Transracial Parenting »

When my people were slaves

Often when I tell other parents I am already beginning the conversation about slavery with Tin, they wrinkle their nose and say “there are many cultures that have had slavery.” And don’t think the point is lost on me, or on any Jew tonight who is sitting down to Passover seder to commemorate the gran Exodus from Egypt. And as a Sephardic, this night has double meaning because in 1492, Spanish Jews, my ancestors, were kicked out of Spain and dispersed to Africa, South America and the Middle East. Then in the 1920’s, my grandparents had to leave Istanbul for religious reasons again, where their family had relocated for over four centuries. They moved to Cuba, which is where I was almost born, but then we had to leave there in 1959. My entire family history brings new meaning to the term Wandering Jews.

But I digress. The fact of the matter is yes, 3,000 years ago my people were slaves, and while that was a long, long time ago, and while Jews still remember that time and close their seder dinners with a toast and a prayer, “Never Again.” The real difference is it wasn’t 150 years ago as when slavery ended here in this country, actually when the enslavement of African Americans supposedly ended, but then there was the Jim Crow period, which was another name for slavery, and that didn’t end until half a century ago.

So today, while Tin was eating matzo and I was explaining why we eat matzo, it was not lost on me that it is more palatable for a white mother to tell her black son about slavery when she can point to her own people being enslaved because she’s Jewish. Yet, the wound inflicted on African Americans, on this country, and thereby on everyone who lives here is still too raw and the history and memory too often neglected.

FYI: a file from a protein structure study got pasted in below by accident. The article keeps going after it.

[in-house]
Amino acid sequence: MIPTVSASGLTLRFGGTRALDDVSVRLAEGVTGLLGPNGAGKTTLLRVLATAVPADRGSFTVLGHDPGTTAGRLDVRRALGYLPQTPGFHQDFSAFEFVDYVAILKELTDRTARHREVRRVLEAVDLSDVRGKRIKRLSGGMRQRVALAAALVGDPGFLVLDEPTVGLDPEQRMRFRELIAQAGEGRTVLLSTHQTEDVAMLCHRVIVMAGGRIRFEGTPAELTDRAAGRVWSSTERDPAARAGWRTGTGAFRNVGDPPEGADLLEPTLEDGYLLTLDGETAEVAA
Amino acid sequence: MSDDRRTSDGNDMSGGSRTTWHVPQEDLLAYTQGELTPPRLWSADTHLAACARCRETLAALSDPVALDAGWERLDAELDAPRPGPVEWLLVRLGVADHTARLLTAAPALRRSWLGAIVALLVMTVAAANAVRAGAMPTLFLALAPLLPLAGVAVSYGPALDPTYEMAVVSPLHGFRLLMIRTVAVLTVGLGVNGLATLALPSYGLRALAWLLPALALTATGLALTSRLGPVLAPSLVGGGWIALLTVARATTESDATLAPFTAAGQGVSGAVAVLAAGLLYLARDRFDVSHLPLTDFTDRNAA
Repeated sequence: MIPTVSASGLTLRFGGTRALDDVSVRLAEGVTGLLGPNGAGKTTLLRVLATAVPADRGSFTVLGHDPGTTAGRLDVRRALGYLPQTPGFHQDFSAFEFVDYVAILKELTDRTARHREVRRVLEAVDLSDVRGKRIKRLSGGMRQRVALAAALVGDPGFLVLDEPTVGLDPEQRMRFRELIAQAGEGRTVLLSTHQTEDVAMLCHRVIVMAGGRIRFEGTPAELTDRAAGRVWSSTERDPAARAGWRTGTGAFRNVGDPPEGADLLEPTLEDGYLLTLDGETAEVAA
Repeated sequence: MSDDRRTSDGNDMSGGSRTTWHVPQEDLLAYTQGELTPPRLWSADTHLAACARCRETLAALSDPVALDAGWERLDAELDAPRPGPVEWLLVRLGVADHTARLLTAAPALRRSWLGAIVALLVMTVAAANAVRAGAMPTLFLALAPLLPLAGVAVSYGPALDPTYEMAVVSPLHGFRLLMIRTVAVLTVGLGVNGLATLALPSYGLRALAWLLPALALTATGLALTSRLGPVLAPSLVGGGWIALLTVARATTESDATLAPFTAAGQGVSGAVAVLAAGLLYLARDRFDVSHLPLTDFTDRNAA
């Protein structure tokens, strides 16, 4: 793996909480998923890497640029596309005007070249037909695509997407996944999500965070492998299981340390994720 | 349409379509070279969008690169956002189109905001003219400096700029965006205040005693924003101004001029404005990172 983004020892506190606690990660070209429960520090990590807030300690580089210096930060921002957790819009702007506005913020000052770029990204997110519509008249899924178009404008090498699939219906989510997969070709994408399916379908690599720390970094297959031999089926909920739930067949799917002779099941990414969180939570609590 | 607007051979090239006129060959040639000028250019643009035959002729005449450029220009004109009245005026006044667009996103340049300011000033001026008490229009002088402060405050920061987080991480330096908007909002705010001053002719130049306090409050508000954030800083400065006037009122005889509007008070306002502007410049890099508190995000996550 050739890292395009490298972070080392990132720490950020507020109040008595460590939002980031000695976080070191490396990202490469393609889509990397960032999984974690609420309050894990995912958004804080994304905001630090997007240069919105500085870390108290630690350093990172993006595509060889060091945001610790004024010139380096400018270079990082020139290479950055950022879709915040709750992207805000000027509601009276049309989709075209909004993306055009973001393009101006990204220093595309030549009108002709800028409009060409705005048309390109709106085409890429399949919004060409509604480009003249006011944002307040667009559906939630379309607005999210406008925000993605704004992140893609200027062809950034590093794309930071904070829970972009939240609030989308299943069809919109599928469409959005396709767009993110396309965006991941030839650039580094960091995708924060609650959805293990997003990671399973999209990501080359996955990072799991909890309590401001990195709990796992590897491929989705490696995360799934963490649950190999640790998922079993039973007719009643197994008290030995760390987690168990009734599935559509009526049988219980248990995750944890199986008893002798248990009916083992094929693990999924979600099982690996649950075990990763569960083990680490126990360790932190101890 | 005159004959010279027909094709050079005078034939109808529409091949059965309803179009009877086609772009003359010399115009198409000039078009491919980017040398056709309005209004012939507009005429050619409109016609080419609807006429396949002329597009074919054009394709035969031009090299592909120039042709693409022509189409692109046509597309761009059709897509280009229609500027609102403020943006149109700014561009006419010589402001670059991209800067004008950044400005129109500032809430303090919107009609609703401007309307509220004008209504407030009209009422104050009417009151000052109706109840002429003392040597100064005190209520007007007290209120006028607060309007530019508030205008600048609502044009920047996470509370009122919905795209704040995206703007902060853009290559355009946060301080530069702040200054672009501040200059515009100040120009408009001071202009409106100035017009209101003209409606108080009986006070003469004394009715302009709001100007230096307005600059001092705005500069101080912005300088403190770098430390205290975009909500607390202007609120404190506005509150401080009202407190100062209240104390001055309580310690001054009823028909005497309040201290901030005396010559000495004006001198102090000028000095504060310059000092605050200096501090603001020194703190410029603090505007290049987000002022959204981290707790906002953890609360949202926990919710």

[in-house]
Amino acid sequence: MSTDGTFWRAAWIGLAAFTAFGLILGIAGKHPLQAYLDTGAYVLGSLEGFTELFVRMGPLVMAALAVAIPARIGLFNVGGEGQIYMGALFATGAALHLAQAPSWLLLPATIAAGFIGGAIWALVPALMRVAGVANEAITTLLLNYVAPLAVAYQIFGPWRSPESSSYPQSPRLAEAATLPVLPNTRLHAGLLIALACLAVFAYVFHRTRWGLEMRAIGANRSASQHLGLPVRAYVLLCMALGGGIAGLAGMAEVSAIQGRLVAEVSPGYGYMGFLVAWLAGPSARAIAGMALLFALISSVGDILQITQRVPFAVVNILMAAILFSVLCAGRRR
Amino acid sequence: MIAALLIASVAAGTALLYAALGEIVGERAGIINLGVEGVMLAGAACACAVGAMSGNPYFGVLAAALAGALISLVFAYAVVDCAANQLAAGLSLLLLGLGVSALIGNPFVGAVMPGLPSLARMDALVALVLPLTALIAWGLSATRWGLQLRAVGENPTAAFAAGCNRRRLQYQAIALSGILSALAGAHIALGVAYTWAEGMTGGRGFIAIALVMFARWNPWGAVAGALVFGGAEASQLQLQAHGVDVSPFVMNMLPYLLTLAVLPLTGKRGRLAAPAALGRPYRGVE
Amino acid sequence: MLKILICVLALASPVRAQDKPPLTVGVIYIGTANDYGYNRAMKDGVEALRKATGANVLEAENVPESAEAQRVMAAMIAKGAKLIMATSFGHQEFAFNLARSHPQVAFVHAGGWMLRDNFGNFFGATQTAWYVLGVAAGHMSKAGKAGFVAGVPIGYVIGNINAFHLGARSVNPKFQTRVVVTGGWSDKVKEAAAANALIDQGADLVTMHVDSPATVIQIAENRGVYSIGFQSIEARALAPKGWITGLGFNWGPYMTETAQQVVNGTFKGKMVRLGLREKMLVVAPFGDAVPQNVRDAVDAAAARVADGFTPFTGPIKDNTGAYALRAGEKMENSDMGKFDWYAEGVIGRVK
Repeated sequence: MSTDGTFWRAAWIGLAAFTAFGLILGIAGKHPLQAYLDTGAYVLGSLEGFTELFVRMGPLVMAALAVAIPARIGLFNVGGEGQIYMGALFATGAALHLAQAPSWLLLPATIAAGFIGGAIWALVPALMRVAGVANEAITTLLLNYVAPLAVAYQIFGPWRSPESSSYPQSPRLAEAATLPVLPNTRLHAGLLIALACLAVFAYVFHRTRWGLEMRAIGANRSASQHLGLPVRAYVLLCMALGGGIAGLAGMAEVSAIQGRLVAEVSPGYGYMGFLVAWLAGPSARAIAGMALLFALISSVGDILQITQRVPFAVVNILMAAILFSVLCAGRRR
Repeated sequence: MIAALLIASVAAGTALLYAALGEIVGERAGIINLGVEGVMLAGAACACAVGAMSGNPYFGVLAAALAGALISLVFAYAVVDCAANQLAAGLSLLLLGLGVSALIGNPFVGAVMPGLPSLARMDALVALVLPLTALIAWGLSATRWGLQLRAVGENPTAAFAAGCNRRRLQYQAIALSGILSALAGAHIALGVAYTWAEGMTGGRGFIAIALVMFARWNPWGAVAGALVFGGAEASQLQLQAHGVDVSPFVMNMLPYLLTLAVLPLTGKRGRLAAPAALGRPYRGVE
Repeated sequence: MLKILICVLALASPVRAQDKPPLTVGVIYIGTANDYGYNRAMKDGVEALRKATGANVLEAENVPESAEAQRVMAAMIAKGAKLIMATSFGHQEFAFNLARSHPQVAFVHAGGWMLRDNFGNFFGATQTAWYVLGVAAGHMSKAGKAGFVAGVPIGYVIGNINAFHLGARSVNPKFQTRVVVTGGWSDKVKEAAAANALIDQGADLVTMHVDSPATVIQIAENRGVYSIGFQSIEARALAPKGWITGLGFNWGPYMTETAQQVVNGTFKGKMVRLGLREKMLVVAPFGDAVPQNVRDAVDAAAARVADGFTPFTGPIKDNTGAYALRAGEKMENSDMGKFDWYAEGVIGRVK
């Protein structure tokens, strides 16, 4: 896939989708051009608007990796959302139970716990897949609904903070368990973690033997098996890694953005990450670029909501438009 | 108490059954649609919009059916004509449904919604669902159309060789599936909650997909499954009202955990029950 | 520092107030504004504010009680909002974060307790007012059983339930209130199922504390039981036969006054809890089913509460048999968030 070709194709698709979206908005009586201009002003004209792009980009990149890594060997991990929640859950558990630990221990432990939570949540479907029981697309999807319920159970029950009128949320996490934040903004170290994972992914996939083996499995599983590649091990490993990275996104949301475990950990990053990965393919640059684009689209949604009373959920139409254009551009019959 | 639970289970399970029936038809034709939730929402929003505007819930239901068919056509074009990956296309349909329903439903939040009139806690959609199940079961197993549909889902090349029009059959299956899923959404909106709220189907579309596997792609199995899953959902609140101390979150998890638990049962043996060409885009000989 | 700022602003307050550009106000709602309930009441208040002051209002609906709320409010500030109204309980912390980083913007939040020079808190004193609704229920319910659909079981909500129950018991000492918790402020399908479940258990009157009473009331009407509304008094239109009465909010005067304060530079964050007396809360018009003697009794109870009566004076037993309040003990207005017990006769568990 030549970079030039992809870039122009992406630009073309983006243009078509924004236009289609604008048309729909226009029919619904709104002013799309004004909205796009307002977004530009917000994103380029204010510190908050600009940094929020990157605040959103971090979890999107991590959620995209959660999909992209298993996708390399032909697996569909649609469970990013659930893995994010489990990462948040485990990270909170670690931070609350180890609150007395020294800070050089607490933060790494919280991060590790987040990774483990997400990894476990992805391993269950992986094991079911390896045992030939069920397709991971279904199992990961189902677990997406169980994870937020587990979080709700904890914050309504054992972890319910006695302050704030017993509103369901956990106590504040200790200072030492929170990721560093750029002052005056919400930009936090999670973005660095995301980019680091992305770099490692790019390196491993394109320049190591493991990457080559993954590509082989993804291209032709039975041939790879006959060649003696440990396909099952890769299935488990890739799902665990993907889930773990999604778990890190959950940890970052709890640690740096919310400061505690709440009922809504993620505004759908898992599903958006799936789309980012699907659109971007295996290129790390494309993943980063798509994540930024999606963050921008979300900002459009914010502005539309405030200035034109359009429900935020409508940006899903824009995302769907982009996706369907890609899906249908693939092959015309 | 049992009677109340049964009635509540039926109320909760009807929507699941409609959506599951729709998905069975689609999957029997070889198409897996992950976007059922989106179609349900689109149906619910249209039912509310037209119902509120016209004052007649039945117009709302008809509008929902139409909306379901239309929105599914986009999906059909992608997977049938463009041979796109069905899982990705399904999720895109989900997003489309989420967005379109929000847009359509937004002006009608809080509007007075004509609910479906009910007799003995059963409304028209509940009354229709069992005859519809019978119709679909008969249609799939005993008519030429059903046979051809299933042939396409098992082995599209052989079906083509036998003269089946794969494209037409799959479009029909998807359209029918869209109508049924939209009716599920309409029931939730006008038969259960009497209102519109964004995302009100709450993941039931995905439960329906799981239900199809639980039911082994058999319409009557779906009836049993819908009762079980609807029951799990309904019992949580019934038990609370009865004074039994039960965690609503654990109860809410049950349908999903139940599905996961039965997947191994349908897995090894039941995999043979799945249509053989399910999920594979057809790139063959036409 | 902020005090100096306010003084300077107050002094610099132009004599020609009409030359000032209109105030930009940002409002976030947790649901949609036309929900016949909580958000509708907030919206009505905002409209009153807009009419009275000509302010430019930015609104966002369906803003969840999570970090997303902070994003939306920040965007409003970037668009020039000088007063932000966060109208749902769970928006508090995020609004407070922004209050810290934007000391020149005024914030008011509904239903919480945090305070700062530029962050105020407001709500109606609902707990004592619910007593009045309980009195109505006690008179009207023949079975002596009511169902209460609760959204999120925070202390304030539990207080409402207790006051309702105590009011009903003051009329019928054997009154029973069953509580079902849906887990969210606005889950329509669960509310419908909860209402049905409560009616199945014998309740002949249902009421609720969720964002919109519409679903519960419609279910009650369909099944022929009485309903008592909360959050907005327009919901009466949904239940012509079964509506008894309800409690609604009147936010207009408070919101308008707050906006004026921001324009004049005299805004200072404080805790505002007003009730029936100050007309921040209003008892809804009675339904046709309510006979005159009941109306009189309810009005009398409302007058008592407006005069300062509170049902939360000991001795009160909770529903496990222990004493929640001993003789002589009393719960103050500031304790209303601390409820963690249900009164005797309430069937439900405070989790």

It would be nice to sweep slavery under the rug and look at the fact that we now have a biracial, half African, president, but we all know that racism is more alive today than ever. So I’m thinking that when Tin and I move into our new house, we might broaden our seder to include memory of what happened to both of our ancestors, and to pray for healing for all beings who are oppressed, and to vow to work together on a life of healing, not forgetting.



by Rachel Dangermond

+ - 1 comment

July 5, 2013 - 1:33 am

Angello - that. My parents the ploepe who gave birth to me, who supported me with their unconditional love, who sacrificed everything they had back in Hong Kong for the betterment of my future and asked nothing for return had asked me if I was embarrassed of their existence. They told me they were in anguish to see me being teased at and looked down upon. Yes, I was extremely unhappy that I was going through those experiences, but I would never ever be embarrassed by my parents. I want them to be proud of their identities and to continue to be themselves; I will do the same also. We have come so far All of us have come so far.

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